Our dialogue with Jesus at these moments should be specially intimate, simple and joyful. There should be acts of adoration, of petition, of humility, of atonement and thanksgiving. The saints… have constantly told us that the most precious moment of our spiritual lives should be the thanks we give for receiving the Eucharist. (R. Garrigou-Lagrange, The Three Ages of the Interior Life)

At these moments we should shut our hearts to everything that is not Jesus, no matter how important it may be or may seem to be. At times we will feel alone with Him and words are unnecessary; it is enough to believe that He is there in our soul and we in Him. It is not hard to feel deeply grateful and happy and experience our Friend’s true friendship. The angels are present and adore Him in our souls. At those moments the soul is as near Heaven as it is possible to be in this world. How can we be thinking about other things?

On other occasions we can make good use of those prayers found in devotional books which generations of Christians have used to nourish their piety throughout many centuries: the Te Deum. Trium Puerorum, Adoro te Devote, Anima Christi and many more which have been left to us by saints and good Christians truly devoted to the Blessed Sacrament.

If we love Christ, Who offers Himself for us, we will feel compelled to find a few minutes after Holy Mass for an intimate personal thanks-giving, which will prolong in the silence of our hearts that other thanksgiving which is the Eucharist. How are we to approach Him, what are we to say, how should we behave? Christian life is not made up of rigid norms… Still, I feel that, on many occasions, the central theme of our conversation with Christ, in our thanksgiving after Holy Mass, can be the consideration that Our Lord is our King, Physician, Teacher and Friend. (St. J. Escriva, Christ Is Passing By, 92)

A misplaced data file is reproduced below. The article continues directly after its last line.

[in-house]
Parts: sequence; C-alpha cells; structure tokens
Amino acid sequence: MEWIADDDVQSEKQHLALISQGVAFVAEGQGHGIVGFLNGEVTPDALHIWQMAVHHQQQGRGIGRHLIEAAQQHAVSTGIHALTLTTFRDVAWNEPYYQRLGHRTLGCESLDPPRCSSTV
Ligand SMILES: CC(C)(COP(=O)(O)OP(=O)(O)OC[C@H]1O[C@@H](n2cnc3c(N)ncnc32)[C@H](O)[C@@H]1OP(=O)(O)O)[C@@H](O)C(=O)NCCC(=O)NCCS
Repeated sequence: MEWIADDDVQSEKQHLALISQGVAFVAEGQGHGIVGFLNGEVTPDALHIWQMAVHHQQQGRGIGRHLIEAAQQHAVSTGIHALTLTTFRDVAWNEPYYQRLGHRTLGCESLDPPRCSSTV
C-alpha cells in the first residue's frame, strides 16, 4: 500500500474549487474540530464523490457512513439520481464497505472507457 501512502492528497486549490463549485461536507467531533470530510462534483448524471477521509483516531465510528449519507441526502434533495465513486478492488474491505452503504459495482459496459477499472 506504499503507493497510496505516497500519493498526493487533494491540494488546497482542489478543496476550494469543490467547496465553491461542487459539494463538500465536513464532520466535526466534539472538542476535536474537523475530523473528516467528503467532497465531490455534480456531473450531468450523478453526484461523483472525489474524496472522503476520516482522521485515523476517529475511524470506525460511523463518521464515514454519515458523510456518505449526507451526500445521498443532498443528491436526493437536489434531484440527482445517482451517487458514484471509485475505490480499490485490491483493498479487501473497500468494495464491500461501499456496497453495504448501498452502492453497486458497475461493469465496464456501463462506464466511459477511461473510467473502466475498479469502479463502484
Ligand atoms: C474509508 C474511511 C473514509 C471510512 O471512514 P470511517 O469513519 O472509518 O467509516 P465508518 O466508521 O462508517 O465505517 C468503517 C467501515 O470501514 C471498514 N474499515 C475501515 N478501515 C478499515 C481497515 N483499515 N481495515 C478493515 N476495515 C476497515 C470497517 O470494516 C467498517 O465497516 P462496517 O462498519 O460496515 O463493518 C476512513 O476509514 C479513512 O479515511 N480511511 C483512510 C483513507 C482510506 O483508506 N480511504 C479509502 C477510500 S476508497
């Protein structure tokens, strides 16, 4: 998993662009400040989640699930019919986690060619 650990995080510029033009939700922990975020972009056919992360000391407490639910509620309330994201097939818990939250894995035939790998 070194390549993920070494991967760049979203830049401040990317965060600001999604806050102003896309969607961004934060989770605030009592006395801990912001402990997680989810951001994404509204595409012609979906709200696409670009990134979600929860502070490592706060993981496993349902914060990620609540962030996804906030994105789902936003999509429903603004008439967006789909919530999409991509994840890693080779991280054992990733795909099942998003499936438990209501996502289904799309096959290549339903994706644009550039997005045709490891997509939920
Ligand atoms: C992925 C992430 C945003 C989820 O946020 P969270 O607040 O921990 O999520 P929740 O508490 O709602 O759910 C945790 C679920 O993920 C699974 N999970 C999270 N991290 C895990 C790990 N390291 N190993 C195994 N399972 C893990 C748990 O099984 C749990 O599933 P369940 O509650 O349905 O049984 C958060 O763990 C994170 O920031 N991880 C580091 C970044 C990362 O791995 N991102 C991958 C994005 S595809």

Our King, because He has ransomed us from sin and brought us to the Kingdom of Light. We ask Him to reign in our hearts, in the words we say today, with the work we have offered Him, in our thoughts, in each of our actions.

In Communion we see Jesus the Physician, and He has the remedy for all our illnesses. We approach Communion as He was approached by the blind, the deaf, the paralytic… And let us not forget that we have the Source of all life putting Himself at our disposal within our souls. He is the Life.

Jesus is the Teacher whom we recognize as having the words of Eternal Life… and in ourselves there is so much ignorance! He is constantly teaching - but we must be attentive. If our imagination, our memory and senses are let loose… we will fail to hear Him.

Through Holy Communion we look at our Friend, the true Friend, from Whom we learn about friendship. We tell Him what is happen-ing in our life, and we always find an encouraging word, a consoling word… At times we ask the help of our Guardian Angel: Thank Him for me; you know how to do it better.

There is nobody better than Our Lady, who carried God’s Son in her womb for nine months, to teach us how to treat Him better in our thanksgiving after Holy Communion. Let us have recourse to her.” (From In Conversation with God, by Francis Fernandez)

Through the intercession of Mary, Our Lady of Fatima, St. Joseph, St. Michael and St. Paul, may God bless us with great love for the Immaculate Heart of Mary!

In Christ through Mary,

Fr. Kasel